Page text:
Andy Warhol And The Purpose Of Law School

A couple days ago the New York Times inexplicably had a front-page story on an issue that is news to no one: law schools don’t teach much about the practical side of lawyering.

Yeah, no kidding.  All the usual folks have chimed in (see, e.g., Greenfield, Concurring Opinions, Above The Law, etc.; probably my favorite was Balkinzation tying it larger economic forces), with Elie Mystal having the most depressing take of all:

At the end of the day, this all comes down to the lack of responsibility and critical thinking on the part of individual prospective law students. Law students are not practically trained because they don’t go to law school to be practicing attorneys. They go to law school because they love to “argue,” or “defend rights,” or some nonsense that has little to do with day-to-day lawyering. When they do go, they think little of the long-term financial future they are mortgaging on a law degree.

I sighed just reading that, and had to refresh myself with my old post about The Glamour and Glory of Being A Lawyer.

Before I write another word about the realities of law school and lawyering, let me first discuss something near and dear to my heart: hating the work of Andy Warhol.  He’s “the greatest artist of the 20th century” according to the head of “First Open Sale” at Christie’s because his “art” accounts for one-sixth of all contemporary art sales:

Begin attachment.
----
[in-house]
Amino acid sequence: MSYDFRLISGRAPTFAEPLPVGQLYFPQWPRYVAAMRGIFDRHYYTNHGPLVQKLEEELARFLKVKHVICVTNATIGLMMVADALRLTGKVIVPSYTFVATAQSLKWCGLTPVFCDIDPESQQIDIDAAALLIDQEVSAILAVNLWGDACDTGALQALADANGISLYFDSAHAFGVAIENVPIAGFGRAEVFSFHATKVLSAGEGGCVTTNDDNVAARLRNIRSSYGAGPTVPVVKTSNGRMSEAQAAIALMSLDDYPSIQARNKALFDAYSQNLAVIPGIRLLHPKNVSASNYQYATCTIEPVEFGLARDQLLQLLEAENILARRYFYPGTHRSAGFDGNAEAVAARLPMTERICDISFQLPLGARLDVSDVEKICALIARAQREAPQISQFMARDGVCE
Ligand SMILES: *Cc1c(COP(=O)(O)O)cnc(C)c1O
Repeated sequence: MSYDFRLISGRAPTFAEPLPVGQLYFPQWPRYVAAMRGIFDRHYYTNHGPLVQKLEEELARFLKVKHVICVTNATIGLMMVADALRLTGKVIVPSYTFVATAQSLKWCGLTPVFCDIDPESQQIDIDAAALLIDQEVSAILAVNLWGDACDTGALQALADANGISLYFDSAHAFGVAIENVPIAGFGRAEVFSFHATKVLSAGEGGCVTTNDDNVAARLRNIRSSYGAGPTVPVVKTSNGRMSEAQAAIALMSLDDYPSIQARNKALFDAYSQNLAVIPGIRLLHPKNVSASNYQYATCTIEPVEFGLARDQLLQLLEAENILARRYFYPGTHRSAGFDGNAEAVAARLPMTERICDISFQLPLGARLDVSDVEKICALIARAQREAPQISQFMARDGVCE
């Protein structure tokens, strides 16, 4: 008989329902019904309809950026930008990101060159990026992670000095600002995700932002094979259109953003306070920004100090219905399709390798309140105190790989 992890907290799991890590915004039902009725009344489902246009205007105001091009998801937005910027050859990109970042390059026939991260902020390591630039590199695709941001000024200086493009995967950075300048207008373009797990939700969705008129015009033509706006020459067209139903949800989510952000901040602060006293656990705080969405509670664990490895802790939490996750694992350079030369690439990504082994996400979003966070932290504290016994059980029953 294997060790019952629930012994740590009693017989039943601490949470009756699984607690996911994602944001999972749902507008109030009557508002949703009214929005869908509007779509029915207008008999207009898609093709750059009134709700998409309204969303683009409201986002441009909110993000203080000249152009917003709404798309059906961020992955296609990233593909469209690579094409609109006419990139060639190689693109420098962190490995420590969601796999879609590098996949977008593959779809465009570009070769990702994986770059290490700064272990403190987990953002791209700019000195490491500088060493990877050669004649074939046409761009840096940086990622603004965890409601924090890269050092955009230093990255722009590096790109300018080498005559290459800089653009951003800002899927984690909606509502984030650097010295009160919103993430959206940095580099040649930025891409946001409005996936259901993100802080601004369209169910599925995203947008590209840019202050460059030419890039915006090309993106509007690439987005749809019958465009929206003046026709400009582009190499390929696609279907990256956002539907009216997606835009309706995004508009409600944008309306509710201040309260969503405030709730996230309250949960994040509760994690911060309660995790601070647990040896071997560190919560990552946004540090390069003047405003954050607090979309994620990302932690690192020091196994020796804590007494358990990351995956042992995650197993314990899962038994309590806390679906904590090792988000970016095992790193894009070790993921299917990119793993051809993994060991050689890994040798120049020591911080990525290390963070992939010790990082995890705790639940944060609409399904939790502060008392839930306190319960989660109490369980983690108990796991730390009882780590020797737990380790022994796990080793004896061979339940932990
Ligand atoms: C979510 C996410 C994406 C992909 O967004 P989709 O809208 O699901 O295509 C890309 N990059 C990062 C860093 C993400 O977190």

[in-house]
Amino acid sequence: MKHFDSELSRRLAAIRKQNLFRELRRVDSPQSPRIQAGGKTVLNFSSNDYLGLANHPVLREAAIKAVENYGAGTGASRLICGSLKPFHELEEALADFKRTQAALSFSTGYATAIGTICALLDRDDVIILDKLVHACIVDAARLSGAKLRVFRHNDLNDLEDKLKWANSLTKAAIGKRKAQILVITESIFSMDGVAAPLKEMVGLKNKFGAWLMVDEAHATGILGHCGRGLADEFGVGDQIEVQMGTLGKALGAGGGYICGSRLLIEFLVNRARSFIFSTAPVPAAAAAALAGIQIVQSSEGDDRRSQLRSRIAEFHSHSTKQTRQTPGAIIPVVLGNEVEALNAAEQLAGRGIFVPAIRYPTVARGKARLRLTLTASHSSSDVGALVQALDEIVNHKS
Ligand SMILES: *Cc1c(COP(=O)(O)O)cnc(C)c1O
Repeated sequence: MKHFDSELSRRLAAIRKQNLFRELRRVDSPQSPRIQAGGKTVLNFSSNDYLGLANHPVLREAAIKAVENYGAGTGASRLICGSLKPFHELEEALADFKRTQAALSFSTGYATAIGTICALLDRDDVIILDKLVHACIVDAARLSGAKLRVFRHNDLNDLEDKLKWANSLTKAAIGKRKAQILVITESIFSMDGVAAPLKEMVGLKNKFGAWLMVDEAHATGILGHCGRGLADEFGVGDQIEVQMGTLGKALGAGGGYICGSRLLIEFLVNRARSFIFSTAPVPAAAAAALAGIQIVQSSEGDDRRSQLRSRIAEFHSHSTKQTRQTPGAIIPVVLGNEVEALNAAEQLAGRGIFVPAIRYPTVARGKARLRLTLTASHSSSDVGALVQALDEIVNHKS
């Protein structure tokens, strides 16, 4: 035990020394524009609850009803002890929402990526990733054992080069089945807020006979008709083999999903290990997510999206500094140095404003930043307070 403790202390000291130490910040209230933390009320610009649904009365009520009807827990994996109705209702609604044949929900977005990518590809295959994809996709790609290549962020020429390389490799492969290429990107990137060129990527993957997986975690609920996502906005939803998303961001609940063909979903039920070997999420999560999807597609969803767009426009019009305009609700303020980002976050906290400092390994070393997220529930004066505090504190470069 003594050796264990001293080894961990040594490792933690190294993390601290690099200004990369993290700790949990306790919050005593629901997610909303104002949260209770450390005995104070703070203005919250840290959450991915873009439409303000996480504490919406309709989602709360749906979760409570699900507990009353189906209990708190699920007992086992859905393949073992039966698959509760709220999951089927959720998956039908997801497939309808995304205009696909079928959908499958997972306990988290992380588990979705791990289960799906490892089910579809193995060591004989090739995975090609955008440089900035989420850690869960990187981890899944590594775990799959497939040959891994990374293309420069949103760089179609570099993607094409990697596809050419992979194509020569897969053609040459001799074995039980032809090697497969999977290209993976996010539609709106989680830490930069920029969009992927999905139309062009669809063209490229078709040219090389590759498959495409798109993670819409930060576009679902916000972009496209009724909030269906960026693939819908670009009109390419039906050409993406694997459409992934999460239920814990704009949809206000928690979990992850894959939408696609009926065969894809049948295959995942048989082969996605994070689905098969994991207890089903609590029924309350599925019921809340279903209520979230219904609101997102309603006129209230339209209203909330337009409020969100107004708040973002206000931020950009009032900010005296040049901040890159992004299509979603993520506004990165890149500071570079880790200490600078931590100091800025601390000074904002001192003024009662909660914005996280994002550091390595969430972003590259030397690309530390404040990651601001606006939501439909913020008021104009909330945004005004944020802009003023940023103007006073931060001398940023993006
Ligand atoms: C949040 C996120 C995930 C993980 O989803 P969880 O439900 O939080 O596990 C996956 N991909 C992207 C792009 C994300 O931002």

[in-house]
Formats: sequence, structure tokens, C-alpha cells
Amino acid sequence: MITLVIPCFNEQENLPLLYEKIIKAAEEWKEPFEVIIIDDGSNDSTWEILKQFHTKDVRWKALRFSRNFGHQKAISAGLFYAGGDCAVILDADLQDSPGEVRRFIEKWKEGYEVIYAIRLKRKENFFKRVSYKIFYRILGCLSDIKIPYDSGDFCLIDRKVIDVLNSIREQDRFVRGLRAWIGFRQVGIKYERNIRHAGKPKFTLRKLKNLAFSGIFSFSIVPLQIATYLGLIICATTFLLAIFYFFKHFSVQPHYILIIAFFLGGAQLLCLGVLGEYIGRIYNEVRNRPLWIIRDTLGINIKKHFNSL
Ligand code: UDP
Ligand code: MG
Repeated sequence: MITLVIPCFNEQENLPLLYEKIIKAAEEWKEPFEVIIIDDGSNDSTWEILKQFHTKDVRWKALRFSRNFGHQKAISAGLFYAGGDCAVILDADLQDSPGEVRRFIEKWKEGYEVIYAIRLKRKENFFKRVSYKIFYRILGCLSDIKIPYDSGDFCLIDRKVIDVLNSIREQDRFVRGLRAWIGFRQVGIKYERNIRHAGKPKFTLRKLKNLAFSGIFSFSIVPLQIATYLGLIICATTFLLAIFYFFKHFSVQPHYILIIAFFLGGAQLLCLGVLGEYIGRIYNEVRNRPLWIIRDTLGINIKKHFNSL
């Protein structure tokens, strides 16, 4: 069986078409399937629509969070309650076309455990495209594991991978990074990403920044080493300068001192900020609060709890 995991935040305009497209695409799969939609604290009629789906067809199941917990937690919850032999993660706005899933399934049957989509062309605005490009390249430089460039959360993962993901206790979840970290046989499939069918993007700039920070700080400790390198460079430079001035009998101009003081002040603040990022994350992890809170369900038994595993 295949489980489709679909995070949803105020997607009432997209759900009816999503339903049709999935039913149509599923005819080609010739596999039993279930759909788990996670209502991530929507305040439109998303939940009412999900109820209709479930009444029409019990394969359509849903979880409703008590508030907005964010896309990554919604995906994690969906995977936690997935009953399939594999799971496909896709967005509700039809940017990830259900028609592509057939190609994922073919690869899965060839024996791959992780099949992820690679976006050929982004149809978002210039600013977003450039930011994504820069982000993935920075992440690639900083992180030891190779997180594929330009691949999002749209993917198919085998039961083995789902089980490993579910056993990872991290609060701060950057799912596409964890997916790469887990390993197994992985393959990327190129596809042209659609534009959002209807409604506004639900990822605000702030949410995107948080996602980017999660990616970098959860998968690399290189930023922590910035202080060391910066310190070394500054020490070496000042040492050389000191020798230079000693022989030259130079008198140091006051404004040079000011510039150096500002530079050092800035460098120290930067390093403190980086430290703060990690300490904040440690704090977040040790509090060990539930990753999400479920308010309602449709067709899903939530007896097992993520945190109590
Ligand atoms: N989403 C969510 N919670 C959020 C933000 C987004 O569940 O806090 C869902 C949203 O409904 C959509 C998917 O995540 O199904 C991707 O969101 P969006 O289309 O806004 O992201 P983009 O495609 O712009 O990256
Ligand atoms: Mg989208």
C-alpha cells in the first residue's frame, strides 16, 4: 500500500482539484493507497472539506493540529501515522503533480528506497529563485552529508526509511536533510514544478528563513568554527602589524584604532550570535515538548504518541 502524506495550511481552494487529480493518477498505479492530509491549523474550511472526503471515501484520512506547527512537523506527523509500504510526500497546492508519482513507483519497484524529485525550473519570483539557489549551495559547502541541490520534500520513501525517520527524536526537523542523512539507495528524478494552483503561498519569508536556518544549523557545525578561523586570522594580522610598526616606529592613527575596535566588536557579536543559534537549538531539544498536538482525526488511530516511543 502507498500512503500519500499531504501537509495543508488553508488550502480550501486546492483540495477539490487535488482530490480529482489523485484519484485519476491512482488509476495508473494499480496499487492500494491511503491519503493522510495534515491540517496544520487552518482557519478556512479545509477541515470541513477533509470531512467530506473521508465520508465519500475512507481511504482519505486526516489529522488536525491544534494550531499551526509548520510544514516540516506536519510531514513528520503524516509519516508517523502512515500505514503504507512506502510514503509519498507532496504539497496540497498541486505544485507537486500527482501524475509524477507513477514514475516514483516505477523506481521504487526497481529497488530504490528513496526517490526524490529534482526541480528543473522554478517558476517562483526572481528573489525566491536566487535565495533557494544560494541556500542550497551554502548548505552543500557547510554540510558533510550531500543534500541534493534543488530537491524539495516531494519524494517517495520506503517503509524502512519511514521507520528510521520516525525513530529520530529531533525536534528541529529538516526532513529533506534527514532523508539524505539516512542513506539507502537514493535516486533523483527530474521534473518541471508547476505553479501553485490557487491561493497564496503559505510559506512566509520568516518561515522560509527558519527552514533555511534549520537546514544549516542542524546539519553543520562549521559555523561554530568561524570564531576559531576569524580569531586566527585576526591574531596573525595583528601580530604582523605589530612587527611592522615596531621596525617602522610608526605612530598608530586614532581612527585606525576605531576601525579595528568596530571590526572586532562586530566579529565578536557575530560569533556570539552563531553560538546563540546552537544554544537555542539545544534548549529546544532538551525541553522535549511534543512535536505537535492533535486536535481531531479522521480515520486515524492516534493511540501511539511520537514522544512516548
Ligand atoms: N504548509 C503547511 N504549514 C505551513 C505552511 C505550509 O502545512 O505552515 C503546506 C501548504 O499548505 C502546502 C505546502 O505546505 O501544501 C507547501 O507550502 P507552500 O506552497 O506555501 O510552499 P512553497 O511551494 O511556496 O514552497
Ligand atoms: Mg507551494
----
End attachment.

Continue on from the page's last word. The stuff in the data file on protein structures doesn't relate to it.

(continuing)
Warhol is now the god of contemporary art. He is indeed, it is said, the “American Picasso” or, if you prefer, the art market’s one-man Dow Jones. In 2010 his work sold for a total of $313m and accounted for 17% of all contemporary auction sales. This was a 229% increase on the previous year—nothing bounced out of recession quite like a Warhol. But perhaps the most significant figure is the rise in his average auction prices between 1985 and the end of 2010: 3,400%. The contemporary-art market as a whole rose by about half that, the Dow by about a fifth. “Warhol is the backbone of any auction of post-war contemporary art,” says Christopher Gaillard, president of the art consultants Gurr Johns. “He is the great moneymaker.”

Profitable, but I can’t help thinking his “art” is pointless.  That linked article confirmed my biases by noting Warhol actually had to pay the princely sum of $50 to gallery owner Muriel Latow to figure out his own style of “art”: